Government Commitments

Urban Commitments to Reconciliation

Local group asks for new seat on Hamilton council to represent Indigenous community

February 21, 2024

The Indigenous-specific council seat dovetails with the Truth and Reconciliation Commission’s calls to action, says Lyndon George

Lyndon George, co-chair of Circle of Beads, says Indigenous residents of Hamilton are directly affected by city council decisions.Cathie Coward Hamilton Spectator file photo

NationTalk: The Hamilton Spectator – A local Indigenous consultation group is asking Hamilton city officials to pursue a new council seat to represent their community members.

Turning the request into reality would require changes to provincial legislation, but that shouldn’t be a deterrent, says Lyndon George, co-chair of Circle of Beads. “If you’re committed to change, and you’re committed to reconciliation, you’re going to make it happen.”

Last week, in a presentation at city hall, George and other members of Circle of Beads asked council to study and see through the implementation of an Indigenous-specific seat. “We have input and we want you, along with all other sectors, to come to us and tell us you want our help because you can’t do reconciliation on your own,” said co-chair Audrey Davis.

Audrey Davis, executive director of the Hamilton Regional Indian Centre, says city council needs input from Indigenous residents as it pursues reconciliation.John Rennison Hamilton Spectator file photo

Circle of Beads formed after a police officer stomped on the head of Patrick Tomchuk during a violent arrest at a Hamilton gas station in 2022.

The goal was to respond as a group to incidents of racism and systemic barriers in such sectors as policing, courts, education and health care, rather than in agency silos, said Davis, executive director of the Hamilton Regional Indian Centre.

The Indigenous-specific council seat dovetails with the Truth and Reconciliation Commission’s (TRC) calls to action and the United Nations Declaration on the Rights of Indigenous Peoples, said George, who’s Indigenous justice co-ordinator at the Hamilton Community Legal Clinic.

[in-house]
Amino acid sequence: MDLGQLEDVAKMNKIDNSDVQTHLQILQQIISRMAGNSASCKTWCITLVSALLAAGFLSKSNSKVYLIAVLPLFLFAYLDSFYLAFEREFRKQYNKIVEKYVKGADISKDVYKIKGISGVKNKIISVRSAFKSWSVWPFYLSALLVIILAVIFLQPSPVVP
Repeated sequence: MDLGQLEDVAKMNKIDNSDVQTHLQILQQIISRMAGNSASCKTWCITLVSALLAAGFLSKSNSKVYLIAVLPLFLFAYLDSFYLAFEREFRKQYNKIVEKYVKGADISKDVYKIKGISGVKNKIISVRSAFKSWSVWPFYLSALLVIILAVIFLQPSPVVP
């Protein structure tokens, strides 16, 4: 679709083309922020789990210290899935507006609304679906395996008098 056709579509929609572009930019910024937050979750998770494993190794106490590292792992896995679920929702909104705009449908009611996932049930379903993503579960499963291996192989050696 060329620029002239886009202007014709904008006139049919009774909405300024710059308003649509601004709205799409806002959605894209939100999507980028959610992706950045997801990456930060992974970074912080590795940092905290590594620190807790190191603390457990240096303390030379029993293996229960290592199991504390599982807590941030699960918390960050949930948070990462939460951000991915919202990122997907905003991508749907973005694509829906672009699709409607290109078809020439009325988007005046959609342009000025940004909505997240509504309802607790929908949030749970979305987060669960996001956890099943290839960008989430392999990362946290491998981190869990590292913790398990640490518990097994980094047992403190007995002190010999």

As well, the city’s Urban Indigenous Strategy, which council approved in 2019, is a foundation upon which to take “reconcili-action” through such concrete measures. “Many of the decisions that are made and are directly related to the safety of First Nations, Inuit and Métis people located in the Greater Hamilton Area are made by the elected officials who are seated in this room.” 

According to the 2021 census, 15,420 people in the Hamilton metropolitan area identified as Indigenous, but George said the population is higher since many choose not to flag their identity due to discrimination.

A special council seat could lead to better communication between the city and Indigenous residents, and nearby Six Nations, says Rick Monture, an associate professor in McMaster’s Indigenous studies program.

“I think Hamilton has an opportunity here to step up those relationships,” he told The Spectator.

There’s a lack of understanding of Indigenous people and perpetuation of stereotypes in larger urban settings like Hamilton, including on campus at McMaster, Monture said. “I think a strong voice in city council could help rectify that, at least at that level, to challenge and address some of those things.”

An Indigenous-specific municipal council seat doesn’t exist anywhere in Canada, and creating one would involve changes to provincial legislation that deals with municipal governance and elections, agreed Andrew Sancton, a Western University professor emeritus.

“It’s clearly not something that the council could do by itself,” said Sancton, whose field of study focuses on urban politics and local governance.

If realized, an Indigenous seat wouldn’t be a “one-off for Hamilton,” he suggested, noting Ontario municipalities with large Indigenous populations like Thunder Bay also would be logical candidates.

There’s interest on council to learn more, but staff have to study the question, Mayor Andrea Horwath told The Spectator. “I don’t know what the implications are, even if it’s something that’s possible, so I think the best thing to do is get all of that information before we make any kind of decisions on that.”

The city should support Indigenous residents in that line of inquiry with the province, Coun. Cameron Kroetsch said. “This is what the community is asking for. I think council has to do its best to respond to the community’s direct request and needs.”

Teviah Moro

 is a reporter and editor with The Hamilton Spectator who specializes in municipal politics, housing and homelessness. Reach him at Related